WASHINGTON — The United States on Tuesday defended drone strikes targeting al-Qaida operatives and others it deems enemies, rejecting reports by two human-rights groups questioning the legality of strikes they asserted have killed or wounded scores of civilians in Yemen and Pakistan.

Human Rights Watch alleged that 82 people, at least 57 of them civilians, were killed by the unmanned aircraft and other aerial strikes in Yemen between September 2012 and June 2013 and called such strikes unlawful or indiscriminate. Amnesty International called on the U.S. to investigate reports in Pakistan of civilian casualties, among them a grandmother hit while farming with her grandchildren.

The New York-based Human Rights Watch said such strikes are unlawful or indiscriminate. Amnesty, based in London, said it is concerned that the attacks outlined in the report and others may have resulted in unlawful killings that constitute extrajudicial executions or war crimes.

President Obama’s chief spokesman, Jay Carney, said the U.S. “would strongly disagree” with any claims that the U.S. had acted improperly, arguing that American actions follow all applicable law.

Repeating Obama’s defense of the drone policy earlier in the year, Carney said there must be “near-certainty” of no civilian casualties before the U.S. proceeds with a drone strike. He said they’re not used when targets can instead be captured.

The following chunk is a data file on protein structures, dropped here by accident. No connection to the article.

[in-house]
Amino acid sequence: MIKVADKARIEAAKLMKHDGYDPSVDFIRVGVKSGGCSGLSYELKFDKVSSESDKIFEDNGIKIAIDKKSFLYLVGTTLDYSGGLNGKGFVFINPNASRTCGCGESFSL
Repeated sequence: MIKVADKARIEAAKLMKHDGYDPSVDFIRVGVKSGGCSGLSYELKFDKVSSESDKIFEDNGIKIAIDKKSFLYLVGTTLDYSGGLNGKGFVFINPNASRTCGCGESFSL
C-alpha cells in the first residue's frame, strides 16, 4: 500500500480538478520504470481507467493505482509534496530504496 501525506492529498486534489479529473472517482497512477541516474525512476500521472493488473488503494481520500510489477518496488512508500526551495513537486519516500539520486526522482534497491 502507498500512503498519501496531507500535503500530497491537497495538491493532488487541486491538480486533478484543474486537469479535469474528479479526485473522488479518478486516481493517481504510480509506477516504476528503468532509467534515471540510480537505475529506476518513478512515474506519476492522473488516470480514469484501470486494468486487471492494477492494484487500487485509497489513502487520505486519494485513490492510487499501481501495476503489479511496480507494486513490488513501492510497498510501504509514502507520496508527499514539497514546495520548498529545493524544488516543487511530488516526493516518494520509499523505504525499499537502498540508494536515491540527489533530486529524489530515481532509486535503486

“U.S. counterterrorism operations are precise, they are lawful and they are effective,” he said.

Other methods of going after targets would result in even more civilian casualties “and ultimately empower those who thrive on violent conflict,” Carney said. He added that there’s a wide gap between U.S. assessment of drone-related civilian casualties and what some nongovernmental groups have determined.

Amnesty said the U.S. is so secretive about the drone program that there is no way to tell what steps it takes to prevent civilian casualties. It says the U.S. has “failed to commit to conduct investigations” into alleged deaths that have already occurred, and it called on the U.S. to comply with its obligations under international law by investigating the killings documented in the report and providing victims with “full reparation.”

In its report about strikes in Yemen, Human Rights Watch charged that each of six cases examined through interviews with Yemeni officials, witnesses and survivors, drone or other aerial strikes were carried out despite the presence of civilians, in contravention of the laws of war.

The strikes are part of a joint U.S.-Yemeni campaign against al-Qaida in the Arabian Peninsula, called the most dangerous al-Qaida branch. It’s blamed for a number of unsuccessful bomb plots aimed at Americans, including a failed plan to down a U.S.-bound airliner with explosive hidden in the bomber’s underwear and a second plot to send mail bombs on planes to the U.S. hidden in the toner cartridges of computer printers.

Pakistani officials regularly denounce the attacks in public, but senior members of the government and the military are known to have supported the strikes in the past.